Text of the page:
If the rising rate cycle is over for the next several years, than locking into a high yield CD will likely return more than keeping your money in a savings account. Once the Fed starts to cut rates, the savings account rates will also fall. On the other hand, inflation could lead to higher rates. You may want to try to make predictions based on history. Here are some references for rate history: Intended federal funds rate since 1990 and T-Bill History since 1928. Please leave a link if you find any other good references.
Even if rates do rise over the next few years, a CD could still be the better option. For example, let's say one person purchases a 6.25% APY 3-year Penfed CD and another person puts money into E-LOAN's 5.38% APY savings account. And let's assume rates do rise over the next 3 years. If the E-LOAN savings account rate rises to 7.12% at the end of the third year, the average return for the 3 years would be about 6.25% (average of 5.38% and 7.12%). So in this case, both would end up being about equivalent. So a CD could be a better option even with rising rates when rates don't rise too much.
One important concern would be a case in which rates go way up like they did in the early 80's. In that case, the savings account would come out ahead. But a CD may not be too bad especially if the early withdrawal penalty isn't too severe. The Penfed CDs with terms of 3, 4 and 5 years have a maximum early withdrawal penalty of 180 days of interest. The 7-year CD has 365 days of interest penalty. As an example, if rates jump after 2 years, you may find it worthwhile to break the CD. The loss of interest would turn the 6.25% APY return for those two years into a return of about 4.70% APY.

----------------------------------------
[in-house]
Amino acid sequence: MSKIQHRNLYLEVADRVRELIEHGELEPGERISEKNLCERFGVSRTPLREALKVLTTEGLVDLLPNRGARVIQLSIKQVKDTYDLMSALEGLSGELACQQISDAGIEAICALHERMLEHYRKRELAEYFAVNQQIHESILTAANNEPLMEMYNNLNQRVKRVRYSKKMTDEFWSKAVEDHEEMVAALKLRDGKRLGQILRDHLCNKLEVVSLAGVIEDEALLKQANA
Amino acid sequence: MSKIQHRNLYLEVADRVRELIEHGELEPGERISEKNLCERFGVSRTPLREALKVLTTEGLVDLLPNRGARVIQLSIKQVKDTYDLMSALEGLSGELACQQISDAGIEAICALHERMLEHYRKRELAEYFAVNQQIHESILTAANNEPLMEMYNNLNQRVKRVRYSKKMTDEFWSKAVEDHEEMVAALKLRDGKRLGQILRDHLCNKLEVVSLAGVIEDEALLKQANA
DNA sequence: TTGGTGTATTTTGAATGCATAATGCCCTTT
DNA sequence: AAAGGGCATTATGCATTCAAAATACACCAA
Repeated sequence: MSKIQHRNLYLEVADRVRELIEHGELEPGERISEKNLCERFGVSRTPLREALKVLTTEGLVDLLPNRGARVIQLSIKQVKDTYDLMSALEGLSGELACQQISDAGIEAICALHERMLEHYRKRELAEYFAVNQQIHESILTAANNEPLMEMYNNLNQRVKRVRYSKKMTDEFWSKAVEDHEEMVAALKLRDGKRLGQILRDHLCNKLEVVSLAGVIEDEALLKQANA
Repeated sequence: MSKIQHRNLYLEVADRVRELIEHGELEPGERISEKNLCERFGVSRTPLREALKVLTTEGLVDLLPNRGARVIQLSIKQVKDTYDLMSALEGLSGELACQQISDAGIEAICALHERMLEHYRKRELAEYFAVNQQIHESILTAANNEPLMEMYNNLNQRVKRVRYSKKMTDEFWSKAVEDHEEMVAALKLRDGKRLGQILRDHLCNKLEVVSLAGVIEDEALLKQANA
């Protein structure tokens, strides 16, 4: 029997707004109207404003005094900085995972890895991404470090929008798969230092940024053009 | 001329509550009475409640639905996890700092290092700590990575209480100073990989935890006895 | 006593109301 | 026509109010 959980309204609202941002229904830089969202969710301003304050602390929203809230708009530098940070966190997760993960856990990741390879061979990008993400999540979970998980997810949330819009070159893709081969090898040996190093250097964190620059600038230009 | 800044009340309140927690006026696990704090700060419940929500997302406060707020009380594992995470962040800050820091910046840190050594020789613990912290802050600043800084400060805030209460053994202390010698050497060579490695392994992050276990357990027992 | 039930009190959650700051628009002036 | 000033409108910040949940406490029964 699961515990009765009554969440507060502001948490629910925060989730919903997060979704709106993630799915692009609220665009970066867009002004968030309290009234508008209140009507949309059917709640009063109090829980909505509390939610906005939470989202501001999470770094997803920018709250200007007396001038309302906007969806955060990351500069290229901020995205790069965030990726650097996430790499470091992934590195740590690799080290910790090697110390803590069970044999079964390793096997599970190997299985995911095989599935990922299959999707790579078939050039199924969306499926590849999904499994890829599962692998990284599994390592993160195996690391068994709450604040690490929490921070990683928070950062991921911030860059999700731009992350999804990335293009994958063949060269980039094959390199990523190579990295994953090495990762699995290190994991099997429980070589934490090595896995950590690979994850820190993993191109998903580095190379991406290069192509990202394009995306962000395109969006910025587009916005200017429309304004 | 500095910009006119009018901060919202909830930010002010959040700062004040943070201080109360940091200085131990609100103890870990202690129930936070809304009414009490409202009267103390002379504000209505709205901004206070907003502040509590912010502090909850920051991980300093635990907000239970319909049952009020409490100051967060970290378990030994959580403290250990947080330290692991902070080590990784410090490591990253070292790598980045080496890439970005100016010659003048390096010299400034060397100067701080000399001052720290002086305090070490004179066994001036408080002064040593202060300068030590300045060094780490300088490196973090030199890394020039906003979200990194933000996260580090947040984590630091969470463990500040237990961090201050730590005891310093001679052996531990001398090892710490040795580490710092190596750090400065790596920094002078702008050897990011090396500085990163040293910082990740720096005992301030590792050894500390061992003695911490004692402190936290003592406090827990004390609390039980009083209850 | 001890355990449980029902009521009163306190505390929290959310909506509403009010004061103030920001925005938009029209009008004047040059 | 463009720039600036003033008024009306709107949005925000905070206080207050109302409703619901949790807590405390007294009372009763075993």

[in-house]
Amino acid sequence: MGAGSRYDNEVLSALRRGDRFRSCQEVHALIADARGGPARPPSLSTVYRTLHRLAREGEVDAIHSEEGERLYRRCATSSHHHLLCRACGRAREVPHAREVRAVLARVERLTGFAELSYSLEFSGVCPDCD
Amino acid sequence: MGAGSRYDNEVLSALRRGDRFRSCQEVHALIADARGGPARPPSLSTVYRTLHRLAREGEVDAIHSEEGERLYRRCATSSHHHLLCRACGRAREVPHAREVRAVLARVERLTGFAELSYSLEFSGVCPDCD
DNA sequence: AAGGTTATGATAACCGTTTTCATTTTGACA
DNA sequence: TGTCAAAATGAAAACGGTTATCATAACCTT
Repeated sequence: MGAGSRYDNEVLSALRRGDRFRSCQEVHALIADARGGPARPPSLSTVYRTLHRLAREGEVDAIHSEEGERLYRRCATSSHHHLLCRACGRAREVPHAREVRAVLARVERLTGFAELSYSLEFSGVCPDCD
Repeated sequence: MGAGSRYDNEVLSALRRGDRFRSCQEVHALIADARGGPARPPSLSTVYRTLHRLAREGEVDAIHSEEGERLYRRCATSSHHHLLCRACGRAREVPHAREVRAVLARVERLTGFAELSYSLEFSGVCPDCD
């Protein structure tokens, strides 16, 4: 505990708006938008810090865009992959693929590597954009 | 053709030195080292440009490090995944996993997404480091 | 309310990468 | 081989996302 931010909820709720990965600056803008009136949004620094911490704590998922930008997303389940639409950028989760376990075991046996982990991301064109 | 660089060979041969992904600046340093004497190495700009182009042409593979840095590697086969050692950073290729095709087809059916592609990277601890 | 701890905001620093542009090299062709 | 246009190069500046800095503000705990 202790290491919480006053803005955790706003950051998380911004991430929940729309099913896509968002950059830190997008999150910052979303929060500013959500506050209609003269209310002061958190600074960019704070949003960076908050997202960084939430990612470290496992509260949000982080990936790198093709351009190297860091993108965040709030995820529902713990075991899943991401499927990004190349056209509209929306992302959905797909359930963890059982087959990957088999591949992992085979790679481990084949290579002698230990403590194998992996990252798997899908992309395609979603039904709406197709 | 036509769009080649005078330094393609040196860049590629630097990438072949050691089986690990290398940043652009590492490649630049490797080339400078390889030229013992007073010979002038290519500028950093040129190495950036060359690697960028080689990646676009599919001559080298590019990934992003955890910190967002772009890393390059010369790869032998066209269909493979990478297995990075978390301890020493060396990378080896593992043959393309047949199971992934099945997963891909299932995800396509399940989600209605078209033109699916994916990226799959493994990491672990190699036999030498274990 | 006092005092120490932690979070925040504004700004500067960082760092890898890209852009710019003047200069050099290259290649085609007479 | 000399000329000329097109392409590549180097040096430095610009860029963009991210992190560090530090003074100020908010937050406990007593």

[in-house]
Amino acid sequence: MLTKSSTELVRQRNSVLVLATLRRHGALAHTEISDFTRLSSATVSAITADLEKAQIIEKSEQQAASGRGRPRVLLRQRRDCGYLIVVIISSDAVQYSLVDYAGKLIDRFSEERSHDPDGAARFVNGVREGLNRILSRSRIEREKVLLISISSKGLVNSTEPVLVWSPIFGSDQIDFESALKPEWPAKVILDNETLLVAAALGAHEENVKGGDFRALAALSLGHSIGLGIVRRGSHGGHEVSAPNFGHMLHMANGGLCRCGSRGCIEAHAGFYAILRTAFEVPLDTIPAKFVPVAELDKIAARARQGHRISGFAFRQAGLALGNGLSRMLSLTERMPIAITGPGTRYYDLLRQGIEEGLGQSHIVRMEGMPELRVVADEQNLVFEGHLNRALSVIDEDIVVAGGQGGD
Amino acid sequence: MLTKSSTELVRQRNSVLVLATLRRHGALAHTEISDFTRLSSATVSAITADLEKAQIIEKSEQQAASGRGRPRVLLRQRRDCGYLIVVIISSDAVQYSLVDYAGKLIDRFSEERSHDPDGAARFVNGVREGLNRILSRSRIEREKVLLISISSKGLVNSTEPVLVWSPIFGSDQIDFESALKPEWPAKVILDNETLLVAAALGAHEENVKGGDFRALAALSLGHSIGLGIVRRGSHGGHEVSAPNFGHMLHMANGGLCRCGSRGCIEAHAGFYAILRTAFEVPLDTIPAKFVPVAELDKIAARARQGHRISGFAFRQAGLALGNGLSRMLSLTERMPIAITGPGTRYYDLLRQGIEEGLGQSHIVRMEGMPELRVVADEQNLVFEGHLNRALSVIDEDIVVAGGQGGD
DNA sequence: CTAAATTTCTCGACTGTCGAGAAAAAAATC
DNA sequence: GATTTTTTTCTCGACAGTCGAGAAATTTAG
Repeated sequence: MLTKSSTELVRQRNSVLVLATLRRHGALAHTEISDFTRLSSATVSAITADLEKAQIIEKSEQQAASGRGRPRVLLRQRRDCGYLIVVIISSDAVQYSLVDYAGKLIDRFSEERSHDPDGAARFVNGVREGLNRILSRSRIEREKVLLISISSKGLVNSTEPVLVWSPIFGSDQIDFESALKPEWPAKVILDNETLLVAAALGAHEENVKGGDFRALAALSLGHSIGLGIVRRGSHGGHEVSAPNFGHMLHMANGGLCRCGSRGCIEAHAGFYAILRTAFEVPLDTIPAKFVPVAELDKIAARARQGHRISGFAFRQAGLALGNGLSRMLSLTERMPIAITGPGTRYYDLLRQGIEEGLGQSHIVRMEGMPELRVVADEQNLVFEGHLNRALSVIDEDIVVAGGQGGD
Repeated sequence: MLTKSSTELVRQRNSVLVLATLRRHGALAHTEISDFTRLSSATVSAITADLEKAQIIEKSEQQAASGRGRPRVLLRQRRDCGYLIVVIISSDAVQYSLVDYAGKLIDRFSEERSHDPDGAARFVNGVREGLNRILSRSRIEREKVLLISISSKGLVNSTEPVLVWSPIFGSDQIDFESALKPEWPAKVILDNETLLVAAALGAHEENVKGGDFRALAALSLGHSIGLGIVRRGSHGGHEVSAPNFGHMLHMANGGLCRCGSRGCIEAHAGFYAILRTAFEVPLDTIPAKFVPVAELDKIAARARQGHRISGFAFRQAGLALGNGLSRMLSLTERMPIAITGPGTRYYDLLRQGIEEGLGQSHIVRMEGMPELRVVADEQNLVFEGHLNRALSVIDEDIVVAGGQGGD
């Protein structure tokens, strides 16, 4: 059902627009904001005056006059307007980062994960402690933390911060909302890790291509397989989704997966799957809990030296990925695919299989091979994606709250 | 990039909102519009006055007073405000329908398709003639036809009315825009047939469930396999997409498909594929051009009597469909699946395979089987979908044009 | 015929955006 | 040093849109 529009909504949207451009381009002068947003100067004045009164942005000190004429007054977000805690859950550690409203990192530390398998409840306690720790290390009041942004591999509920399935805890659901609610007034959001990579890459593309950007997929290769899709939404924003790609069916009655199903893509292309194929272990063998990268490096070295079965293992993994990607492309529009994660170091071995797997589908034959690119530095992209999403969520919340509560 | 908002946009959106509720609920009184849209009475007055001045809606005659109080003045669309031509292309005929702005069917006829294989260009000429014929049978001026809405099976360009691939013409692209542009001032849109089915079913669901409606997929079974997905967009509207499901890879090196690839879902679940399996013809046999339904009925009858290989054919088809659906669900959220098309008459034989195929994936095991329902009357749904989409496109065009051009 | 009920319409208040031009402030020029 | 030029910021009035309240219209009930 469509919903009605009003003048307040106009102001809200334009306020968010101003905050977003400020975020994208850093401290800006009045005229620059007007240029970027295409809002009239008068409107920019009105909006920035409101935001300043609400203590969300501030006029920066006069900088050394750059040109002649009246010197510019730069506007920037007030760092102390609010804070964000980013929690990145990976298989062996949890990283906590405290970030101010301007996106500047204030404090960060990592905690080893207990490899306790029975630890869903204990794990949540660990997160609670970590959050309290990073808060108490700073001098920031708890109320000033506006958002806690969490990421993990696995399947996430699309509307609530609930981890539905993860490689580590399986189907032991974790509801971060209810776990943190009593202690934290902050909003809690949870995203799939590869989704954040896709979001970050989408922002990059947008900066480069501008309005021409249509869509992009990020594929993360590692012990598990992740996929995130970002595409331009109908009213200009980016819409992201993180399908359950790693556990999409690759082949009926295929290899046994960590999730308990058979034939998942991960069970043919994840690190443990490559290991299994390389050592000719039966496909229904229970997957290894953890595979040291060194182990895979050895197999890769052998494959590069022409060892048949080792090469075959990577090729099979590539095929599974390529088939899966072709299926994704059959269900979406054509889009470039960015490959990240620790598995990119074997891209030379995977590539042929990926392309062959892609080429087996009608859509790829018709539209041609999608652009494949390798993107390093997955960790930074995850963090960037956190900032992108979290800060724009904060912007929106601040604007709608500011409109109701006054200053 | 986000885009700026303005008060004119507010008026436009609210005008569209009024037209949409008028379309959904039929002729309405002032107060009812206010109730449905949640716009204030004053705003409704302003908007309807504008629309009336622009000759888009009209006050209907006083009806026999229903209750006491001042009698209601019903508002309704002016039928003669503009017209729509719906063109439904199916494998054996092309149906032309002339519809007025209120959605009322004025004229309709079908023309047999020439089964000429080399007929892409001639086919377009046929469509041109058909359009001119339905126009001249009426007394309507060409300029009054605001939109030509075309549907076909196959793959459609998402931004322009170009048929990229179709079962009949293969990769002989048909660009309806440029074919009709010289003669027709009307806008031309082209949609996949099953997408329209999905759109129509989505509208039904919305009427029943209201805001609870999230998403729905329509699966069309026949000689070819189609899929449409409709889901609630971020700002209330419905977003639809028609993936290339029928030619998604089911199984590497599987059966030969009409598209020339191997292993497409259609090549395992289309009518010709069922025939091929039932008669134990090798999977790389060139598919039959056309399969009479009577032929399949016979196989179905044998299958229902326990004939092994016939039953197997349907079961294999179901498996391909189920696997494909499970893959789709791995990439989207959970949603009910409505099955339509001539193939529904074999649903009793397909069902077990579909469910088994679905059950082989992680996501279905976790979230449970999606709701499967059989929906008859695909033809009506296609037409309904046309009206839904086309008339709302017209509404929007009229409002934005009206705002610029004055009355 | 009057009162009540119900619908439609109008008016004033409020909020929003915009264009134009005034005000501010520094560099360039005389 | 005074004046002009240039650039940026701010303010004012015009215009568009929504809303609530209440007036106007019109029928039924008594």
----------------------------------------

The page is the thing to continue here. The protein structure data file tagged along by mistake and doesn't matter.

These are just some considerations that may be helpful in your decision. For more information on Penfed and its 6.25% CDs, please refer to this post. For a list of high yield CDs and savings accounts, please refer to my weekly summary.